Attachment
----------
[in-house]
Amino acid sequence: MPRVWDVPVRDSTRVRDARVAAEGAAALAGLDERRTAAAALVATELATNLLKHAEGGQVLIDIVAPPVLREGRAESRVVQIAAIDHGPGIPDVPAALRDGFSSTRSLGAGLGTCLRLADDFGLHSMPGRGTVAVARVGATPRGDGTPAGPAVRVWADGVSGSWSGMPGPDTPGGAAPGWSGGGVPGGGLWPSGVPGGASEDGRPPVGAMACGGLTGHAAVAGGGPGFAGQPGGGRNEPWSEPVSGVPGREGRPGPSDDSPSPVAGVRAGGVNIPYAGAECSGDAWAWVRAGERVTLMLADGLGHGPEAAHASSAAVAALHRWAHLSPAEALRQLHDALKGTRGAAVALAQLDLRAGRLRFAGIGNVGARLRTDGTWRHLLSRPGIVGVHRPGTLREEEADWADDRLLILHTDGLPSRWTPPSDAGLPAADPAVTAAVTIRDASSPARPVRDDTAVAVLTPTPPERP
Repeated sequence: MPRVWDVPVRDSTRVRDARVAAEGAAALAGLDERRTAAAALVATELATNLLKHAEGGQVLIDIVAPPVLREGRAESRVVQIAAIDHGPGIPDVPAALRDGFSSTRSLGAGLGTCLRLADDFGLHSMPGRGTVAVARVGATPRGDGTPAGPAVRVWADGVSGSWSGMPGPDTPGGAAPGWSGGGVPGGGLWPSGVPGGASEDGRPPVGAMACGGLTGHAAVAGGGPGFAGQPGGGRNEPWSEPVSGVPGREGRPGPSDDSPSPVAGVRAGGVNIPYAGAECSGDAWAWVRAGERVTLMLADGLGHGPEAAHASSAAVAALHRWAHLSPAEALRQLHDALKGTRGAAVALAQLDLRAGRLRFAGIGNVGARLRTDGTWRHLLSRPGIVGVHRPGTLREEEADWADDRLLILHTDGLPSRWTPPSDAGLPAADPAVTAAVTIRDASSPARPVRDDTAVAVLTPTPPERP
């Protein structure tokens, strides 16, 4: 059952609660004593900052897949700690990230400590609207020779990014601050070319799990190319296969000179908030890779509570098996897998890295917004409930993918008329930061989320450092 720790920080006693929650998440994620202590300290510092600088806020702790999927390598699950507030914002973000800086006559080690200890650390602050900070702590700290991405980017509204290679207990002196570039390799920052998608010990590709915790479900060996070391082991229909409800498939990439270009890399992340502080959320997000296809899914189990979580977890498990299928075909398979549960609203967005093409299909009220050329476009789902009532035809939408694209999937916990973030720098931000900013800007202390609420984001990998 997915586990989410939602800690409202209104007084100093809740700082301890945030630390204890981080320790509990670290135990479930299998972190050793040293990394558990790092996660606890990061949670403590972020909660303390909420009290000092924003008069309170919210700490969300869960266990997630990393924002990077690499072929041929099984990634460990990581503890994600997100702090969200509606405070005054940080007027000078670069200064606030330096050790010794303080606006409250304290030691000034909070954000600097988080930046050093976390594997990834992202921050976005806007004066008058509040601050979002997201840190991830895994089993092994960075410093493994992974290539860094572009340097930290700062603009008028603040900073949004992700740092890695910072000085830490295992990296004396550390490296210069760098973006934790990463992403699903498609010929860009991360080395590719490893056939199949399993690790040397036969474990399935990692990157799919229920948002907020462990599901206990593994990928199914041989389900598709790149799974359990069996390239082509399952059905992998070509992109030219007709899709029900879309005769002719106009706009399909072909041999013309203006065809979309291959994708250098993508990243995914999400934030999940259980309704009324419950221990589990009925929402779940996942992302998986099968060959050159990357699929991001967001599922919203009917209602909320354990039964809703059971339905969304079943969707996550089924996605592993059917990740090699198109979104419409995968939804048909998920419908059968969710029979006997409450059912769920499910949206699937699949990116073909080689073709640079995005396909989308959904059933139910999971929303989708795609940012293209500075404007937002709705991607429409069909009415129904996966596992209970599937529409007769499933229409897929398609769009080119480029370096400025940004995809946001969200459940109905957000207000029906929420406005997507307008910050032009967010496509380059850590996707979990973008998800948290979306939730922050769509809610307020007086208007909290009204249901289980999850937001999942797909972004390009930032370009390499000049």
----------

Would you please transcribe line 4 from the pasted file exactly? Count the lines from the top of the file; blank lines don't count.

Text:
């Protein structure tokens, strides 16, 4: 059952609660004593900052897949700690990230400590609207020779990014601050070319799990190319296969000179908030890779509570098996897998890295917004409930993918008329930061989320450092 720790920080006693929650998440994620202590300290510092600088806020702790999927390598699950507030914002973000800086006559080690200890650390602050900070702590700290991405980017509204290679207990002196570039390799920052998608010990590709915790479900060996070391082991229909409800498939990439270009890399992340502080959320997000296809899914189990979580977890498990299928075909398979549960609203967005093409299909009220050329476009789902009532035809939408694209999937916990973030720098931000900013800007202390609420984001990998 997915586990989410939602800690409202209104007084100093809740700082301890945030630390204890981080320790509990670290135990479930299998972190050793040293990394558990790092996660606890990061949670403590972020909660303390909420009290000092924003008069309170919210700490969300869960266990997630990393924002990077690499072929041929099984990634460990990581503890994600997100702090969200509606405070005054940080007027000078670069200064606030330096050790010794303080606006409250304290030691000034909070954000600097988080930046050093976390594997990834992202921050976005806007004066008058509040601050979002997201840190991830895994089993092994960075410093493994992974290539860094572009340097930290700062603009008028603040900073949004992700740092890695910072000085830490295992990296004396550390490296210069760098973006934790990463992403699903498609010929860009991360080395590719490893056939199949399993690790040397036969474990399935990692990157799919229920948002907020462990599901206990593994990928199914041989389900598709790149799974359990069996390239082509399952059905992998070509992109030219007709899709029900879309005769002719106009706009399909072909041999013309203006065809979309291959994708250098993508990243995914999400934030999940259980309704009324419950221990589990009925929402779940996942992302998986099968060959050159990357699929991001967001599922919203009917209602909320354990039964809703059971339905969304079943969707996550089924996605592993059917990740090699198109979104419409995968939804048909998920419908059968969710029979006997409450059912769920499910949206699937699949990116073909080689073709640079995005396909989308959904059933139910999971929303989708795609940012293209500075404007937002709705991607429409069909009415129904996966596992209970599937529409007769499933229409897929398609769009080119480029370096400025940004995809946001969200459940109905957000207000029906929420406005997507307008910050032009967010496509380059850590996707979990973008998800948290979306939730922050769509809610307020007086208007909290009204249901289980999850937001999942797909972004390009930032370009390499000049």